Egypt was asked on May 2 to return to its old role of policing Gaza. Representatives of Hamas and Islamic Jihad received an urgent summons to Cairo in an effort to restore some sense of order in the contentious Gaza Strip. Since the appointment of Ziad Nahala to Islamic Jihad's chief in September 2018 to replace Ramadan Shallah, who suffered a stroke, the group has been playing with fire by posing serious challenges to Hamas. Every time it seems as if some understanding has been reached between Hamas and Israel, and Islamic Jihad is asked to toe the line in the “Palestinian interest” or, in other words, to follow Hamas’ lead, the recalcitrant group has attempted to prove that it is completely independent. That’s what happened on April 29. Without giving Hamas any advance warning and ostensibly without any real reason, Islamic Jihad activists fired a rocket at Israel. Gaza has been seething as a result.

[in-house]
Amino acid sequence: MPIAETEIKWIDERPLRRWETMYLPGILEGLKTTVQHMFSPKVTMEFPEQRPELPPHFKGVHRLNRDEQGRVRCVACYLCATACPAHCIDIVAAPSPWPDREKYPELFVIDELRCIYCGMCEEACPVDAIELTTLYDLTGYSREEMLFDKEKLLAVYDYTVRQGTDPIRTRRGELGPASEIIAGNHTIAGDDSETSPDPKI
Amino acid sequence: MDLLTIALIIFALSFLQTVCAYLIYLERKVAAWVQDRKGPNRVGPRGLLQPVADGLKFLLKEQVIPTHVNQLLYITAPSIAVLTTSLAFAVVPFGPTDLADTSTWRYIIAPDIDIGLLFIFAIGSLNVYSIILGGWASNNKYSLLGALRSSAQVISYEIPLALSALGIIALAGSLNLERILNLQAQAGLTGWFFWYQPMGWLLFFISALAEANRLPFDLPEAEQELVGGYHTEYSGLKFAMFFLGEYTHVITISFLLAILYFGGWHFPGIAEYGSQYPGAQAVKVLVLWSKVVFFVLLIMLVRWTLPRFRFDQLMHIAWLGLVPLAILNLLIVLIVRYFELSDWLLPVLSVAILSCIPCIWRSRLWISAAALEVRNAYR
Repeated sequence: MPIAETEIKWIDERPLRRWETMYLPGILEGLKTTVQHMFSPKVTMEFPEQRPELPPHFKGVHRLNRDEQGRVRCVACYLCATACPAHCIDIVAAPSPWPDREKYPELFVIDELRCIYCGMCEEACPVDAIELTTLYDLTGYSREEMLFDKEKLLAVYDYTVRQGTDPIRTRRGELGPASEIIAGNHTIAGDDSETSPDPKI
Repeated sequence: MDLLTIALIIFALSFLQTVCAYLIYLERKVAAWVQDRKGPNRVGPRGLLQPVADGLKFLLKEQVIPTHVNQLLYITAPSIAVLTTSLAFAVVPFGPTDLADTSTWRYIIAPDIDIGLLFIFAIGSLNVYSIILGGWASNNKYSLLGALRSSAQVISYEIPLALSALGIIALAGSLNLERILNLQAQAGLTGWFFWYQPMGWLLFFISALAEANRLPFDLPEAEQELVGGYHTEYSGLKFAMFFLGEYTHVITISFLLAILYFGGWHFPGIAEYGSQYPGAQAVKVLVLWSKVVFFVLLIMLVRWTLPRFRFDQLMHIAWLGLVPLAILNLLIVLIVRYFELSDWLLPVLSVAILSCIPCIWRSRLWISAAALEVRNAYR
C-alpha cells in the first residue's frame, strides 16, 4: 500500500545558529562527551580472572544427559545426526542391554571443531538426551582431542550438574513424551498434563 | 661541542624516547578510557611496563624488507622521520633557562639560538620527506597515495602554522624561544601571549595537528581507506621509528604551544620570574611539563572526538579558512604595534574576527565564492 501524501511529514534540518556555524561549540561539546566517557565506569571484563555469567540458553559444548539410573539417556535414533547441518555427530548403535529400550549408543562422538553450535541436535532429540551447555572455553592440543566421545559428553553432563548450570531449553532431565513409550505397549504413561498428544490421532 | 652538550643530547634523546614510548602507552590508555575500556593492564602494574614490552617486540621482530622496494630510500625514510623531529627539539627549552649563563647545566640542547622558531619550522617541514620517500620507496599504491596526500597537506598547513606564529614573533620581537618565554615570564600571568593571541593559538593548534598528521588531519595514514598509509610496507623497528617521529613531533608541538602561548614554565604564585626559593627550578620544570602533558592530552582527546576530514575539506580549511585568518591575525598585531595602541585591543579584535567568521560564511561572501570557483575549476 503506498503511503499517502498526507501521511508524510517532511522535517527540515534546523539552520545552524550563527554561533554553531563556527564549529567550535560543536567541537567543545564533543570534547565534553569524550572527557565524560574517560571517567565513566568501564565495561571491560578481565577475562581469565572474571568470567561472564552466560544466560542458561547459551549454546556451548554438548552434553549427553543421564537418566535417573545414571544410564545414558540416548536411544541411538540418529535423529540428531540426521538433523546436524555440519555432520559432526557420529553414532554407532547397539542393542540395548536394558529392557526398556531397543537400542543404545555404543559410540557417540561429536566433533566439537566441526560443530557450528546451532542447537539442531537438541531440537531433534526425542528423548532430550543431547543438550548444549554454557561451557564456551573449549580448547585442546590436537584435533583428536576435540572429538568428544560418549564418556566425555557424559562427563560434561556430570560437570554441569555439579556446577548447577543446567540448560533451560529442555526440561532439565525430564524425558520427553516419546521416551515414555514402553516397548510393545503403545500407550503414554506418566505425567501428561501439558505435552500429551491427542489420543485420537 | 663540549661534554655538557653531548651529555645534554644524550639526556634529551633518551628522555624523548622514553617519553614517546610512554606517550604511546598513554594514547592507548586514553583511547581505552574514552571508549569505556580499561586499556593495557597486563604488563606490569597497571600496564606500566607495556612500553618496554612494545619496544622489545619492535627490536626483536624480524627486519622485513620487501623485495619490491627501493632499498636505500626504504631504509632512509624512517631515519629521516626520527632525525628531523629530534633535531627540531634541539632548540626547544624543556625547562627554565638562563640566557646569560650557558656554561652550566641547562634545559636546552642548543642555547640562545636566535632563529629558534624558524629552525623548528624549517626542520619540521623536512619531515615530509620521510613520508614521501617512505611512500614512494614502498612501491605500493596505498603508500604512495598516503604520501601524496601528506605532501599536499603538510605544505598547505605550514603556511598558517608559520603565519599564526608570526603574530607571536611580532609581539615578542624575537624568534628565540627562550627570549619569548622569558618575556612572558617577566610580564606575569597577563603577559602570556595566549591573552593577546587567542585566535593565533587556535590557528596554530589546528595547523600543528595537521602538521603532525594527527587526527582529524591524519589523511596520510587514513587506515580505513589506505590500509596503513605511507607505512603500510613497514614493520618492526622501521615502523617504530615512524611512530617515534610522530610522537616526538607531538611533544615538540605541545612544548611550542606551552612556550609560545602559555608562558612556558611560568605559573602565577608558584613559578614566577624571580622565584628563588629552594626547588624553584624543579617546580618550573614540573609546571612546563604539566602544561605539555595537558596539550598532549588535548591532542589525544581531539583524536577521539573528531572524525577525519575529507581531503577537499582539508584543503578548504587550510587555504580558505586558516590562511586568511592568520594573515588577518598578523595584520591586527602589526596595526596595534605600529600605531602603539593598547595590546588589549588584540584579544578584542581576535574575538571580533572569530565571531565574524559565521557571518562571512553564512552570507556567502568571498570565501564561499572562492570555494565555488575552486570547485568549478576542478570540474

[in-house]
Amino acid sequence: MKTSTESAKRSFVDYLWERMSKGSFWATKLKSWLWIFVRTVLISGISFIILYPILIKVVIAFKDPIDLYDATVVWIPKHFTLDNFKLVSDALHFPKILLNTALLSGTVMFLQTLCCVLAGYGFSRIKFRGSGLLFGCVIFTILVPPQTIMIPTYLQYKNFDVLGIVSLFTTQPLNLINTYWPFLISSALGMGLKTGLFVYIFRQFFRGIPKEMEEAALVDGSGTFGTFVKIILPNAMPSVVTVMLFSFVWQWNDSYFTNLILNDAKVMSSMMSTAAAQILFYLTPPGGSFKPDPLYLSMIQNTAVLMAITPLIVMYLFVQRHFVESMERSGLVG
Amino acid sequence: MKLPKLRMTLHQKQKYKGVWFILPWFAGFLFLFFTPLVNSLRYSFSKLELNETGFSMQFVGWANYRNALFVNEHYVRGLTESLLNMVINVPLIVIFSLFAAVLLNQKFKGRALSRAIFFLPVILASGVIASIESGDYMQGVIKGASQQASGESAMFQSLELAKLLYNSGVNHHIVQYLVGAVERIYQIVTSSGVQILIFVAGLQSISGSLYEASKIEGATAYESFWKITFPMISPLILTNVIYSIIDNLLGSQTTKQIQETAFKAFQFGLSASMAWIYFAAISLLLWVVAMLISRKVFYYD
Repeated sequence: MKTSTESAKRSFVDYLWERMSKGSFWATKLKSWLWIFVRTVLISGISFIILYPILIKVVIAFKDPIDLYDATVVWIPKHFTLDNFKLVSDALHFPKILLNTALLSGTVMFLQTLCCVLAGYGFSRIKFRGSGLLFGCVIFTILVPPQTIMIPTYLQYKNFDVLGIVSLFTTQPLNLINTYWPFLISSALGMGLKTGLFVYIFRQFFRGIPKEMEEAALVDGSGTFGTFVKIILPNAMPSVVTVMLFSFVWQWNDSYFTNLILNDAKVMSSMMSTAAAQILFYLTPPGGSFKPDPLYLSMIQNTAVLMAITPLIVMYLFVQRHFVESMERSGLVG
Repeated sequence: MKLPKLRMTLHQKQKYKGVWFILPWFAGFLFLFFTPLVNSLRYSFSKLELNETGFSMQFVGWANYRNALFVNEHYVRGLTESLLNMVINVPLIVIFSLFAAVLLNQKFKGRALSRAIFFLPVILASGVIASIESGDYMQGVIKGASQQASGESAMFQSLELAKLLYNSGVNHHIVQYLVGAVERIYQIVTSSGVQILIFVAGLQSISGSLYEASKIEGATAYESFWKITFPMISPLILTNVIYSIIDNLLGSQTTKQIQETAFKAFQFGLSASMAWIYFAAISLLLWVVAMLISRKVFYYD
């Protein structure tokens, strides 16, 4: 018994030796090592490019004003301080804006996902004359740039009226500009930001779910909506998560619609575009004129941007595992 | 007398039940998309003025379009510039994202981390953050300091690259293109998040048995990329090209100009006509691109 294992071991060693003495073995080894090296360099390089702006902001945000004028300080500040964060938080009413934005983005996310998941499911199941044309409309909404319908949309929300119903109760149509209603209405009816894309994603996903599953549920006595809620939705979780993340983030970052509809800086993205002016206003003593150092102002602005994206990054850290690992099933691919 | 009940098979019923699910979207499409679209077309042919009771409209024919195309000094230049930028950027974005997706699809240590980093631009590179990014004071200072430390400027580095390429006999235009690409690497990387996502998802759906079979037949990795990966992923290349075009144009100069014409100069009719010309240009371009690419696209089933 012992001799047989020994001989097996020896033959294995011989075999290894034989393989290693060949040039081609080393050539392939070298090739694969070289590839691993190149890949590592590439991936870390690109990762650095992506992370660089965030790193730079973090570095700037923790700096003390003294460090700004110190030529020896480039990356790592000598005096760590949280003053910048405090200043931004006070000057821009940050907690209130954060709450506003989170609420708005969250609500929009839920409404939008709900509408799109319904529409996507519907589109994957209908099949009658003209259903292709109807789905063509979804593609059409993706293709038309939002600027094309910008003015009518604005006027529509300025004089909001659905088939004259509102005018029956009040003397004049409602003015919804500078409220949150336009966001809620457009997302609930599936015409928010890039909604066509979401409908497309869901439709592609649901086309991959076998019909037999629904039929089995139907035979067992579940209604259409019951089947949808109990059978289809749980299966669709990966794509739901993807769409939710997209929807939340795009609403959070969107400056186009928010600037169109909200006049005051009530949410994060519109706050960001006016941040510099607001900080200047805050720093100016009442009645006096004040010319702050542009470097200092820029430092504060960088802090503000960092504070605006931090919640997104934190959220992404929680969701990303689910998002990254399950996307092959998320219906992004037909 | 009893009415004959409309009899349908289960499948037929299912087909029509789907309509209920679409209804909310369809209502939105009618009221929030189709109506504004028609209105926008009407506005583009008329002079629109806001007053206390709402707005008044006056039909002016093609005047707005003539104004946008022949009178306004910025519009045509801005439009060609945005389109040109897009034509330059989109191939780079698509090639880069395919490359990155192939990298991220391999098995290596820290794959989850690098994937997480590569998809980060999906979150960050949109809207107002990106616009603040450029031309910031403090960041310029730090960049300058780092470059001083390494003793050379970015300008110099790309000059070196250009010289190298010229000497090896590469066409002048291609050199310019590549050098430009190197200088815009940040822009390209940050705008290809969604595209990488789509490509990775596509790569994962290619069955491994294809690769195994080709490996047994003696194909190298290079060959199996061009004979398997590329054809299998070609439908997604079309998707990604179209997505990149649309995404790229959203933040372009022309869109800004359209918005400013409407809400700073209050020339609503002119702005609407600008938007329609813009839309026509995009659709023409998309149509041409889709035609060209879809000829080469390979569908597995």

The long-range rocket landed in the sea, though the Israel Defense Forces (IDF) claimed that its intended target was an Israeli locality in the south. News was later released claiming the rocket was aimed at the city of Ashdod. Under normal circumstances, the IDF tends to blame all rocket fire from Gaza on Hamas, arguing that it is the ultimate authority in the Strip. In this case, however, it stated that the rocket was fired by Islamic Jihad and placed the blame specifically on Baha Abu al-Ata, commander of Islamic Jihad’s Jerusalem Brigades in the northern part of the Gaza Strip. A general announcement by the office of the IDF spokesperson claimed that for the last while, Islamic Jihad had been trying to "interfere with the process leading to an arrangement and cause the security situation to deteriorate while maintaining a low presence.” He claimed that despite efforts to prove coordination between Hamas and Islamic Jihad, no such coordination exists, because Islamic Jihad is not subject to the authority of Hamas.